Methods to Estimate and Measure Renal Function (Glomerular Filtration Rate)

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Tables of included studies

Accurate estimates of kidney function are essential for appropriate treatment decisions. The best measure of kidney function is the glomerular filtration rate (GFR). To measure GFR is complicated in clinical practice, requiring substantial time and resources. Alternatively, GFR can be estimated from a blood sample by using equations (eGFR) based on the plasma concentration of creatinine or cystatin C. Creatinine is formed in muscles as a break-down product of creatine, while cystatin C is a small protein produced by nearly all cells in the body.

Is it uncertain which biomarkers and equations yield the most accurate estimates of GFR, and opinions and practices vary. The cost-effectiveness of various methods has also been questioned. This report aims to review how accurately the different equations based on creatinine, cystatin C, or a combination of both markers, can estimate GFR in different patient groups. We have not evaluated either the direct benefits to patients’ health or the levels of accuracy required in different clinical situations.

SBU’s Conclusions

  • Equations based on the plasma concentration of creatinine or cystatin C generally estimate kidney function (GFR) with sufficient and equal accuracy. This option is currently underutilized in clinical practice.* Factors such as muscle mass and meat intake (for creatinine) and corticosteroid medication (for cystatin C) should be considered when evaluating estimated GFR. Equations based on cystatin C alone are generally accurate, while creatinine-based equations, to be equally accurate, must include certain demographic information (eg age and sex) and, at times, anthropometric measurements (weight and height).

* In usual practice, an eGFR equation is defined as having sufficient accuracy when at least 75% of the estimates fall within ±30% of the measured GFR.

  • The mean value of estimated GFR based on both creatinine and cystatin C is more accurate than equations based on either. This is not widely known. This applies especially to adult patients with low GFR (<30 mL/min/1.73 m2) and children.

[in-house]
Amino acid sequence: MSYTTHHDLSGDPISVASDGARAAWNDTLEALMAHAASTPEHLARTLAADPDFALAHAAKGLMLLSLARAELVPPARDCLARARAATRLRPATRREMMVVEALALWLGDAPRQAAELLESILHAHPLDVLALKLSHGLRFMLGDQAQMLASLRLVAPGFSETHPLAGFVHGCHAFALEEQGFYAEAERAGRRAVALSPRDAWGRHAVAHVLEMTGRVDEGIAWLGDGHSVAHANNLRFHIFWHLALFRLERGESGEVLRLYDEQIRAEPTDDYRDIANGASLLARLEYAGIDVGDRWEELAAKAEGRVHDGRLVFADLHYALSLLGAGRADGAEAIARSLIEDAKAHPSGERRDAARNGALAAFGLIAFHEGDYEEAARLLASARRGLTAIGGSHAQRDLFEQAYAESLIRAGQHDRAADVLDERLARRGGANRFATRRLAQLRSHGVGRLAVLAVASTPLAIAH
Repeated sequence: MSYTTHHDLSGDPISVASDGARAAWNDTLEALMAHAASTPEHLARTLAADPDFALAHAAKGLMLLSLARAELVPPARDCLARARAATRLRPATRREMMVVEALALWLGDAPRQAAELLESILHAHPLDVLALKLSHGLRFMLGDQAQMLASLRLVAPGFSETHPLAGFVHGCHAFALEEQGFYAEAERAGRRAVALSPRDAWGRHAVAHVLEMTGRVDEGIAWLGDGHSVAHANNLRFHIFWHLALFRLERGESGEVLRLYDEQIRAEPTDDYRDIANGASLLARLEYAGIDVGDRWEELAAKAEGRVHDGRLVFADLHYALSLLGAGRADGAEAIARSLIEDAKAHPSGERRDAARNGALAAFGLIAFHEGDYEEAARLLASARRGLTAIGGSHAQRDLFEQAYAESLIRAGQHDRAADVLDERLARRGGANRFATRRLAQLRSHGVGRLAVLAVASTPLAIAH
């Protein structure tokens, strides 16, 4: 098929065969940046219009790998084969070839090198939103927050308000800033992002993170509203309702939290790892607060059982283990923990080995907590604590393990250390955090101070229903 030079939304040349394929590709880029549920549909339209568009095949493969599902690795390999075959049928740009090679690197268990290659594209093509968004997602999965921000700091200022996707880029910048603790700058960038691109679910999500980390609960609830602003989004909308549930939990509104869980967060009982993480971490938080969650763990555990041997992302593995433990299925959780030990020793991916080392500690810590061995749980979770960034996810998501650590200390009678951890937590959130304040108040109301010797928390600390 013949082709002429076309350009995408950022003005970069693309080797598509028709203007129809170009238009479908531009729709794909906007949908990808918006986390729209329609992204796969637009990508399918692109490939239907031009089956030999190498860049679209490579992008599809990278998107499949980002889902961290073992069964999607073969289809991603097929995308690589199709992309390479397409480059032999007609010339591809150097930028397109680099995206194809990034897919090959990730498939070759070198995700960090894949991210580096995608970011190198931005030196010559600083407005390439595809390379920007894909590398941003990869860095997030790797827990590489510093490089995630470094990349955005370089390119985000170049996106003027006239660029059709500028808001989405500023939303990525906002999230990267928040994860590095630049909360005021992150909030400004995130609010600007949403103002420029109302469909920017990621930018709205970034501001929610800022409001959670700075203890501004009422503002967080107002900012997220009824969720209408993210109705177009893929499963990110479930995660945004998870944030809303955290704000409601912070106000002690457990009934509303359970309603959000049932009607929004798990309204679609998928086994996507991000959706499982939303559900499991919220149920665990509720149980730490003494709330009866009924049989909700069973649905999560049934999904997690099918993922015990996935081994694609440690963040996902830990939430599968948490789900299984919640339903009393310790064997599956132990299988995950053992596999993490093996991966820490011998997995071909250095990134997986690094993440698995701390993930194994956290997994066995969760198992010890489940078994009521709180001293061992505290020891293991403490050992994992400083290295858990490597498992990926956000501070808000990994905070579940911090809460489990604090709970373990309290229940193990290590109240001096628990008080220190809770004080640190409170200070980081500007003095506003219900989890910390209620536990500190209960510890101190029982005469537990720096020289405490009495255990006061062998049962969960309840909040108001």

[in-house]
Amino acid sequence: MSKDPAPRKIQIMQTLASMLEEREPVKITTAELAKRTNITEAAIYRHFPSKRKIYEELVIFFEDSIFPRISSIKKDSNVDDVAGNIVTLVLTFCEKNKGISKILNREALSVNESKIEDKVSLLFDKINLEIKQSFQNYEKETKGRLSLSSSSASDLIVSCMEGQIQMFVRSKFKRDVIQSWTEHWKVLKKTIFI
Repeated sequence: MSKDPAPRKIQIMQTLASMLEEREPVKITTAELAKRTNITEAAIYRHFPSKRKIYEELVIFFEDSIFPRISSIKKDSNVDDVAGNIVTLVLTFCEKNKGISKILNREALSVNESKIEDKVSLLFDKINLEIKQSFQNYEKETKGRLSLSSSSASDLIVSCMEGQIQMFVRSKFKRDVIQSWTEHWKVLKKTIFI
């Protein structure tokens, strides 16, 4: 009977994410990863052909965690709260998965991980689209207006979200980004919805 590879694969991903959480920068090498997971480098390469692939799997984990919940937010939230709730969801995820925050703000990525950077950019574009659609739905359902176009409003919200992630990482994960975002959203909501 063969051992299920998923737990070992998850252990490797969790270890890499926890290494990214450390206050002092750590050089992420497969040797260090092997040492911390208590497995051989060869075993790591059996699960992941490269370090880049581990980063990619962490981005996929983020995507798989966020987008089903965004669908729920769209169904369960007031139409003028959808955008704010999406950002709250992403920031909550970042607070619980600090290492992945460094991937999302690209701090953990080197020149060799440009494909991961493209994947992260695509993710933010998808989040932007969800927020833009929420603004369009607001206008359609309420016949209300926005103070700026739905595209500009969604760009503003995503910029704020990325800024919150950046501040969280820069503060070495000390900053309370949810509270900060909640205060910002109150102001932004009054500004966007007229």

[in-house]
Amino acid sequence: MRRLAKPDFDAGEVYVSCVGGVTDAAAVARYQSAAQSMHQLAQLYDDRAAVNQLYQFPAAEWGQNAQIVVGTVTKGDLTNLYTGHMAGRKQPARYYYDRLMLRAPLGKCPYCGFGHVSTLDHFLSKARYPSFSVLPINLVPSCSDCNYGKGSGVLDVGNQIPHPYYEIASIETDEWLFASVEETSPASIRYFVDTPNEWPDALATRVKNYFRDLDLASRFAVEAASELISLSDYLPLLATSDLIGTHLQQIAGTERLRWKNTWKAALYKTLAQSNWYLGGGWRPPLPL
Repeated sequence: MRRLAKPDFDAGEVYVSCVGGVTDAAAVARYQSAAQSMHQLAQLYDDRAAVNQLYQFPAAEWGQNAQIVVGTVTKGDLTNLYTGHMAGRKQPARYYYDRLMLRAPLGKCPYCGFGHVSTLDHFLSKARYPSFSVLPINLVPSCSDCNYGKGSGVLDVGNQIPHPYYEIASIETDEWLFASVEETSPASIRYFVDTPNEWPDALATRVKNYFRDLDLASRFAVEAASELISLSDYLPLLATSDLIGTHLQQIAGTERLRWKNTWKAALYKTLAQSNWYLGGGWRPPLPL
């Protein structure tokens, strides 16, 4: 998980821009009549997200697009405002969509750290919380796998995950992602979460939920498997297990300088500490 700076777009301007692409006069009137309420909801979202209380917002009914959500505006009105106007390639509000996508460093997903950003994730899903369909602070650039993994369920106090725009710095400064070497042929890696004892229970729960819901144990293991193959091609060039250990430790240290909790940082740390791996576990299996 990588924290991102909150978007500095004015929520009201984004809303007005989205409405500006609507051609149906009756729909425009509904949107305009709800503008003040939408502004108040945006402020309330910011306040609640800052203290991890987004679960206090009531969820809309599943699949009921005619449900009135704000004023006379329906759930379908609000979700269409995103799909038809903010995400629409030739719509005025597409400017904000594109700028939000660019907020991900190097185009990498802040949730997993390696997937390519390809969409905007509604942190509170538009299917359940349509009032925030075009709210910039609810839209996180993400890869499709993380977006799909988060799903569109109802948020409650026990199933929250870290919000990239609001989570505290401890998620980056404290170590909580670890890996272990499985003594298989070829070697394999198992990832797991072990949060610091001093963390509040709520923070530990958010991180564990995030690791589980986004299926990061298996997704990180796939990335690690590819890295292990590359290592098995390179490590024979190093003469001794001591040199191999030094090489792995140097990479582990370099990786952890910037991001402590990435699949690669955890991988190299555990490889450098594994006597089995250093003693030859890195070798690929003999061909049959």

• Creatinine-based equations are not sufficiently accurate in children with low BMI (<20 kg/m2). In the elderly (>80 years) just a few, eg the revised Lund-Malmo equation (LM-rev), are sufficiently accurate. In these patient groups the accuracy of cystatin C-based equations and equations based on the mean value of creatinine and cystatin C has not been adequately studied.
  • When impaired kidney function is suspected, using both creatinine and cystatin C in estimating GFR is probably more cost-effective than using only one of the methods.
  • Laboratories should report estimated GFR, thereby giving the healthcare provider a measure of kidney function instead of reporting just the creatinine value, as done previously. GFR can be estimated with sufficient accuracy from both creatinine and cystatin C, at least up to 90 mL/min/1.73 m2.
  • Swedish laboratories currently use several analytical methods and equations to estimate GFR. Greater uniformity is desirable. Analyses of cystatin C should be traceable to the international cystatin C calibrator. Equations based on IDMS-traceable creatinine analyses** (MDRD, CKD-EPI, and LM-rev) should be used. LM-rev is developed in Sweden and is at least as accurate as the above-mentioned equations. The Cockcroft-Gault creatinine-based equation is substantially less accurate and should not be used.

** IDMS = Isotope dilution mass spectrometry, an internationally certified standard for plasma creatinine analysis.

  • Endogenous creatinine clearance is still used to measure GFR. This method overestimates GFR and should be discontinued.

How to cite this report: SBU. Methods to estimate and measure renal function (glomerular filtration rate). Stockholm: Swedish Council on Health Technology Assessment (SBU); 2012. SBU report no 214 (in Swedish).

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SBU Assessment presents a comprehensive, systematic assessment of available scientific evidence. The certainty of the evidence for each finding is systematically reviewed and graded. Full assessments include economic, social, and ethical impact analyses.

SBU assessments are performed by a team of leading professional practitioners and academics, patient/user representatives and SBU staff. Prior to approval and publication, assessments are reviewed by independent experts, SBU’s Scientific Advisory Committees and Board of Directors.

Published: 12/5/2012
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Report no: 214